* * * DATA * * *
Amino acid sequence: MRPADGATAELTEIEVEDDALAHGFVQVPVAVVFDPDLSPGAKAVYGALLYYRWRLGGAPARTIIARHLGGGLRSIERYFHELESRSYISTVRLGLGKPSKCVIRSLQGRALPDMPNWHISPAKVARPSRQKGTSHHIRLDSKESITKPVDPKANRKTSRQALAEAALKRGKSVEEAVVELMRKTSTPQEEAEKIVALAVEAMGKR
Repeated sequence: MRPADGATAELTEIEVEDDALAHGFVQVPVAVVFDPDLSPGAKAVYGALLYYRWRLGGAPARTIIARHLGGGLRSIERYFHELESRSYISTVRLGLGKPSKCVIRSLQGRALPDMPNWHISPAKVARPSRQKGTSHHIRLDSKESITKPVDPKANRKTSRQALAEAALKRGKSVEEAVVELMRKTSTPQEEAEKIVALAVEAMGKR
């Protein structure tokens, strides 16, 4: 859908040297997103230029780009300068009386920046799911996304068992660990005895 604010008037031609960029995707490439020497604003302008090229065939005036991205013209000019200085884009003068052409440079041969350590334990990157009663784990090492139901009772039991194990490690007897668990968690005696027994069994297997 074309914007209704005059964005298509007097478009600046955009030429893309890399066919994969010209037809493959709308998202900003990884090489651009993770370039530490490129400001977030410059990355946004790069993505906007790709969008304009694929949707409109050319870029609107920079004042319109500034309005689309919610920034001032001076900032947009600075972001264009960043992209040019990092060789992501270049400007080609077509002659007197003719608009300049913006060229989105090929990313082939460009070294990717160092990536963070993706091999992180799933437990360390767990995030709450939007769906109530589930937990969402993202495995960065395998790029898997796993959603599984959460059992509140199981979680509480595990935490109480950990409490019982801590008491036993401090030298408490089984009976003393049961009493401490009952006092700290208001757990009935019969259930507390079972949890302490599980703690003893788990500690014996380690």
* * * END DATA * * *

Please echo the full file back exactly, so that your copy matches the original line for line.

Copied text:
Amino acid sequence: MRPADGATAELTEIEVEDDALAHGFVQVPVAVVFDPDLSPGAKAVYGALLYYRWRLGGAPARTIIARHLGGGLRSIERYFHELESRSYISTVRLGLGKPSKCVIRSLQGRALPDMPNWHISPAKVARPSRQKGTSHHIRLDSKESITKPVDPKANRKTSRQALAEAALKRGKSVEEAVVELMRKTSTPQEEAEKIVALAVEAMGKR
Repeated sequence: MRPADGATAELTEIEVEDDALAHGFVQVPVAVVFDPDLSPGAKAVYGALLYYRWRLGGAPARTIIARHLGGGLRSIERYFHELESRSYISTVRLGLGKPSKCVIRSLQGRALPDMPNWHISPAKVARPSRQKGTSHHIRLDSKESITKPVDPKANRKTSRQALAEAALKRGKSVEEAVVELMRKTSTPQEEAEKIVALAVEAMGKR
């Protein structure tokens, strides 16, 4: 859908040297997103230029780009300068009386920046799911996304068992660990005895 604010008037031609960029995707490439020497604003302008090229065939005036991205013209000019200085884009003068052409440079041969350590334990990157009663784990090492139901009772039991194990490690007897668990968690005696027994069994297997 074309914007209704005059964005298509007097478009600046955009030429893309890399066919994969010209037809493959709308998202900003990884090489651009993770370039530490490129400001977030410059990355946004790069993505906007790709969008304009694929949707409109050319870029609107920079004042319109500034309005689309919610920034001032001076900032947009600075972001264009960043992209040019990092060789992501270049400007080609077509002659007197003719608009300049913006060229989105090929990313082939460009070294990717160092990536963070993706091999992180799933437990360390767990995030709450939007769906109530589930937990969402993202495995960065395998790029898997796993959603599984959460059992509140199981979680509480595990935490109480950990409490019982801590008491036993401090030298408490089984009976003393049961009493401490009952006092700290208001757990009935019969259930507390079972949890302490599980703690003893788990500690014996380690």